I will state up front that what follows is part opinion and part public musing.
As I buzz around the Cyber Flu Community and the PanFlu information sites (official and otherwise) I run across mention after mention of the threat of the "civil unrest" that is believed to be likely, at least in some places, during a moderate-to-severe PanFlu, should we experience one. What, exactly, is meant by the term civil unrest?
Generally, civil unrest is the term used to describe an incident whereby a group, or gathering, of people who are one or more of the following:
- Visibly displaying aggressive or an angry demeanor that would readily be interpreted as threatening to civil order or public safety.
- Engaging in behavior that is in some way illegal (ranging from illegal demonstration to private property destruction, or looting, or some combination of both)
- Either threatening, or engaging in physical violence
- The group is operating on some level of mob psychology
It is generally accepted by both officials, and those who follow the PanFlu issue, that there are likely to be riots over scarce medical care, medicines, and vaccines as people may feel unfairly denied something that they need. Other riots are envisioned if there is a shortage of food or water, or both.
These occurrences are being built into all levels and departments of governmental COOP's (Continuity of Operations Plans). While they won't be pretty, or especially comfortable to deal with, they are assumed to be readily manageable because of their localization. That will, unfortunately, have to wait for the history to be written before we know for sure.
But what about society as a whole; will it hold together if there is a shortage of food, water, medicine, medical care, utilities, in other words, physical comfort and wellbeing? I like to think so, but hey, I've already admitted previously that I tend to be naïve and idealistic. Yes, I believe that the vast majority of people are good and decent, and that they far outnumber the ones who are not. After all, we live in a civilized society, we, the collective we, because my assumption is that if you are reading these words you, too, live in a civil, orderly, environment.
Last evening I read an interesting article from The New Yorker "Swingers: Bonobos are celebrated as peace-loving, matriarchal, and sexually liberated. Are they?" by Ian Parker. The article brought out various and sundry beliefs that the public hold about bonobos that are either in error, supposition, or fantasy. Toward the end of the long article is a bit about a very docile captive bonobo male:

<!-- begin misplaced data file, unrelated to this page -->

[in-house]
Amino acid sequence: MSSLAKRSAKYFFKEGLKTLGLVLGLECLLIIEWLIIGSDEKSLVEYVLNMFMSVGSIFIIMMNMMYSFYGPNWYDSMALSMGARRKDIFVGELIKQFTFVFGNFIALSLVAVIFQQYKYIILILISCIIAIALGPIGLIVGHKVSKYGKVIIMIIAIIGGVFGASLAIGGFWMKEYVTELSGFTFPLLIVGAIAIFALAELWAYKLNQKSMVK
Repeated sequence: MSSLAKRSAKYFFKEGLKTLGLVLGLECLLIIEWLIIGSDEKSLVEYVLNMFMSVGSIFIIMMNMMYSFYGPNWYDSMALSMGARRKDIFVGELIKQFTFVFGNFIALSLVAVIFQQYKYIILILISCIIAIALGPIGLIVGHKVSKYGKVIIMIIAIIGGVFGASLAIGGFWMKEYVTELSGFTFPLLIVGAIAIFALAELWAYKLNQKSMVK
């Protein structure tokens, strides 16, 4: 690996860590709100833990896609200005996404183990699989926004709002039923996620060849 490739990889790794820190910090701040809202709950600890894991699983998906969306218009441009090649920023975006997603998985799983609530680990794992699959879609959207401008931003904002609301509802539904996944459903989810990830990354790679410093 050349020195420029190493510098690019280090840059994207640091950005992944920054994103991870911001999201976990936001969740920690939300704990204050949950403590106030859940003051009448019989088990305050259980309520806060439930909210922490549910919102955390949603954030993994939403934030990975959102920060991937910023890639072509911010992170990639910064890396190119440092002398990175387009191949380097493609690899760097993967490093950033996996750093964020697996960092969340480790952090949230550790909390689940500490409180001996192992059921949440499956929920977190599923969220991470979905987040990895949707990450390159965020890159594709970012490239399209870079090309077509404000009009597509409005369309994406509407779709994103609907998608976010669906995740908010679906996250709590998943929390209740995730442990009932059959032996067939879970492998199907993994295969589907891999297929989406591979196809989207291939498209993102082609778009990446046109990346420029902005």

Hohmann mentioned a recent experiment that he had done in the Frankfurt zoo. A colony of bonobos was put on a reduced-calorie diet, for the purpose of measuring hormones in their urine at different moments in their fast. It was not a behavioral experiment, but it was hard not to notice the actions of one meek male. "This is a male that in the past has been badly mutilated by the females," Hohmann said. "They bit off fingers and toes, and he really had a hard life." This male had always been shut out at feeding time. Now, as his diet continued, he discovered aggression. "For the first time, he pushed away some low-ranking females," Hohmann said. He successfully fought for food. He became bold and demanding. A single hungry animal is not a scientific sample, but the episode showed that this male's subservience was, if not exactly a personal choice, one of at least two behavioral options.
As the article's author is quick to point out, it doesn't prove anything about, or likely behavior in a broader population, but I believe it might be a disturbing peak into what underpins our civility: a fed stomach.
Food for thought as I remind you that experts and civil leaders, at every level, assume supply chain interruptions at the same time they offer no clear guidelines for stocking an emergency supply of foodstuffs. There are recommendations from three days to "at least two weeks". The CDC's recommendations to their own people are truly nebulous:
Should I stockpile food, water, medications? How long should a stockpile be designed to last? What are the Government's recommendations for personal and family stockpiles?
There can be no single approach to family and personal stockpiling that is perfect for everyone. Each family and individual must analyze their unique situation and needs and design a stockpile that works for them.
Below. Admirial John 0. Agwunobi, Assistant Secretary for Health, Department of Health and Human Services, provides some important overarching preparedness principles not specific to a pandemic that should help strengthen your family and individual pandemic preparedness plan with regards to stockpiling:
1. A stockpile should be able to support its owner through a pandemic, a hurricane, a blizzard, an earthquake ... or any other circumstance that might require them to be self sufficient for a period of time until outside support can be reestablished.
2. For a family or individual to be prepared, they must have planned and practiced the ability to be self sufficient for the period of time it might take to get outside assistance in an emergency
3. One should be aware that the resources of a stockpile may need to be used at home, in a shelter or on the road during an evacuation
4. Given that the main purpose of a stockpile is really to allow the owner the time needed to reconnect to support from the outside world, it does not need to be aimed at assuring self sufficiency for prolonged periods of time. Even in the most extreme emergency circumstances the need for prolonged periods of self- sufficiency is very unlikely. (More information on preparing a stockpile)
A hungry population is likely to be an ill-mannered, restless, and potentially violent, society; that veneer of civilization that we sometimes hear about may be gnawed away should we have a severe pandemic.
Speaking of a fed stomach… I have a dinner to cook!